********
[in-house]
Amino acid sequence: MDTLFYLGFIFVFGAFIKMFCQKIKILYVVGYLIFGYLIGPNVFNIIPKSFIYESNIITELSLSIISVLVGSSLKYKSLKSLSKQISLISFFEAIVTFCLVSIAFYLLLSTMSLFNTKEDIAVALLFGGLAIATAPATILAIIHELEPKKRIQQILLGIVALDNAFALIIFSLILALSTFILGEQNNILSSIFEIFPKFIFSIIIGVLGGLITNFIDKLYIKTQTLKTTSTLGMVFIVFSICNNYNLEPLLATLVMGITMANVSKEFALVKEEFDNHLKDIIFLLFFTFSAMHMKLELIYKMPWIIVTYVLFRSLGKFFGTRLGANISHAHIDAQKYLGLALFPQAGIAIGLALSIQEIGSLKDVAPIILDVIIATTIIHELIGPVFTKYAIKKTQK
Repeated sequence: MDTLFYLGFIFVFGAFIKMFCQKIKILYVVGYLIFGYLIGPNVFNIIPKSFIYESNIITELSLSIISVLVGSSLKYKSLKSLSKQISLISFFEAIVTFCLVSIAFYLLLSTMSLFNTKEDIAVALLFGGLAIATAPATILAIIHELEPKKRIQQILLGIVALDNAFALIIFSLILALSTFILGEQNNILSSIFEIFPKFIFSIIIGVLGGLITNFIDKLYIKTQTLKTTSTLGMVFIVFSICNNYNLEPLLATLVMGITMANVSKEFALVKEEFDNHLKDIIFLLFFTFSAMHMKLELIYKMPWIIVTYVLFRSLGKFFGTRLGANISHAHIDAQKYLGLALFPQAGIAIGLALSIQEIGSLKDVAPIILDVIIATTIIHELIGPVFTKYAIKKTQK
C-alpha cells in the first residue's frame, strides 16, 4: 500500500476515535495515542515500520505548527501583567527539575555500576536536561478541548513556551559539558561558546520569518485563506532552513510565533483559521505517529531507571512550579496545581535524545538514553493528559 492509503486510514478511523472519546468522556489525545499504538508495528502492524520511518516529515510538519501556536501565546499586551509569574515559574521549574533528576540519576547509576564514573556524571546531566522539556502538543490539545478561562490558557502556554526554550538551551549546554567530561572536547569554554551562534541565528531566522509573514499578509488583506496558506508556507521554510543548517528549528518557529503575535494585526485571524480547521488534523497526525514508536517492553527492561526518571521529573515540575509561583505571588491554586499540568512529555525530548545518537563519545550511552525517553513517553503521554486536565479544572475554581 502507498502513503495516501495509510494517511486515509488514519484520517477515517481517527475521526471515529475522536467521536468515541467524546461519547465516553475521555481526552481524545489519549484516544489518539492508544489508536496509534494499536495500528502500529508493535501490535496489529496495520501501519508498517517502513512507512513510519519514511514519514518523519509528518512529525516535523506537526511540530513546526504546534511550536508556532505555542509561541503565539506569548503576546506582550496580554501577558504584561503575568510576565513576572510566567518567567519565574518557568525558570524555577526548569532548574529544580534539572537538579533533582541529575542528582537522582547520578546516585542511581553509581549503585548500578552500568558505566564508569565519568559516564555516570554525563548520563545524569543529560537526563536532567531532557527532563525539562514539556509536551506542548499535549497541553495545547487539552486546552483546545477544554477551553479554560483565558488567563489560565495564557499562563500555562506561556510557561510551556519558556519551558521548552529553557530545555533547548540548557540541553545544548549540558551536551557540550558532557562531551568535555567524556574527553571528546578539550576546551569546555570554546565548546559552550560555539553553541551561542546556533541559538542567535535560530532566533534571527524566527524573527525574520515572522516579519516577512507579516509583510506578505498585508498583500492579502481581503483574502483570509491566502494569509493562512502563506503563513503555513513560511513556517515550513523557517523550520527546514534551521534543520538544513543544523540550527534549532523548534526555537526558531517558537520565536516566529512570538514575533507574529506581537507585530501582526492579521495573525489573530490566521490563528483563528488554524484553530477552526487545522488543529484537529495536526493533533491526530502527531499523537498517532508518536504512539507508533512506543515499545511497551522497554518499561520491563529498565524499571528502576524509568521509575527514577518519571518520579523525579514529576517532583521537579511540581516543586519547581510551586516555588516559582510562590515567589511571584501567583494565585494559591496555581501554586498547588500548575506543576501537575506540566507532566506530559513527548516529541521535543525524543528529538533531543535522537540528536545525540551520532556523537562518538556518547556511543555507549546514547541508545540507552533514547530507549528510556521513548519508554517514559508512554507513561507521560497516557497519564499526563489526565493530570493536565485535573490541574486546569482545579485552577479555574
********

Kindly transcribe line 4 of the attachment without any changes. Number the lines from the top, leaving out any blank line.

C-alpha cells in the first residue's frame, strides 16, 4: 500500500476515535495515542515500520505548527501583567527539575555500576536536561478541548513556551559539558561558546520569518485563506532552513510565533483559521505517529531507571512550579496545581535524545538514553493528559 492509503486510514478511523472519546468522556489525545499504538508495528502492524520511518516529515510538519501556536501565546499586551509569574515559574521549574533528576540519576547509576564514573556524571546531566522539556502538543490539545478561562490558557502556554526554550538551551549546554567530561572536547569554554551562534541565528531566522509573514499578509488583506496558506508556507521554510543548517528549528518557529503575535494585526485571524480547521488534523497526525514508536517492553527492561526518571521529573515540575509561583505571588491554586499540568512529555525530548545518537563519545550511552525517553513517553503521554486536565479544572475554581 502507498502513503495516501495509510494517511486515509488514519484520517477515517481517527475521526471515529475522536467521536468515541467524546461519547465516553475521555481526552481524545489519549484516544489518539492508544489508536496509534494499536495500528502500529508493535501490535496489529496495520501501519508498517517502513512507512513510519519514511514519514518523519509528518512529525516535523506537526511540530513546526504546534511550536508556532505555542509561541503565539506569548503576546506582550496580554501577558504584561503575568510576565513576572510566567518567567519565574518557568525558570524555577526548569532548574529544580534539572537538579533533582541529575542528582537522582547520578546516585542511581553509581549503585548500578552500568558505566564508569565519568559516564555516570554525563548520563545524569543529560537526563536532567531532557527532563525539562514539556509536551506542548499535549497541553495545547487539552486546552483546545477544554477551553479554560483565558488567563489560565495564557499562563500555562506561556510557561510551556519558556519551558521548552529553557530545555533547548540548557540541553545544548549540558551536551557540550558532557562531551568535555567524556574527553571528546578539550576546551569546555570554546565548546559552550560555539553553541551561542546556533541559538542567535535560530532566533534571527524566527524573527525574520515572522516579519516577512507579516509583510506578505498585508498583500492579502481581503483574502483570509491566502494569509493562512502563506503563513503555513513560511513556517515550513523557517523550520527546514534551521534543520538544513543544523540550527534549532523548534526555537526558531517558537520565536516566529512570538514575533507574529506581537507585530501582526492579521495573525489573530490566521490563528483563528488554524484553530477552526487545522488543529484537529495536526493533533491526530502527531499523537498517532508518536504512539507508533512506543515499545511497551522497554518499561520491563529498565524499571528502576524509568521509575527514577518519571518520579523525579514529576517532583521537579511540581516543586519547581510551586516555588516559582510562590515567589511571584501567583494565585494559591496555581501554586498547588500548575506543576501537575506540566507532566506530559513527548516529541521535543525524543528529538533531543535522537540528536545525540551520532556523537562518538556518547556511543555507549546514547541508545540507552533514547530507549528510556521513548519508554517514559508512554507513561507521560497516557497519564499526563489526565493530570493536565485535573490541574486546569482545579485552577479555574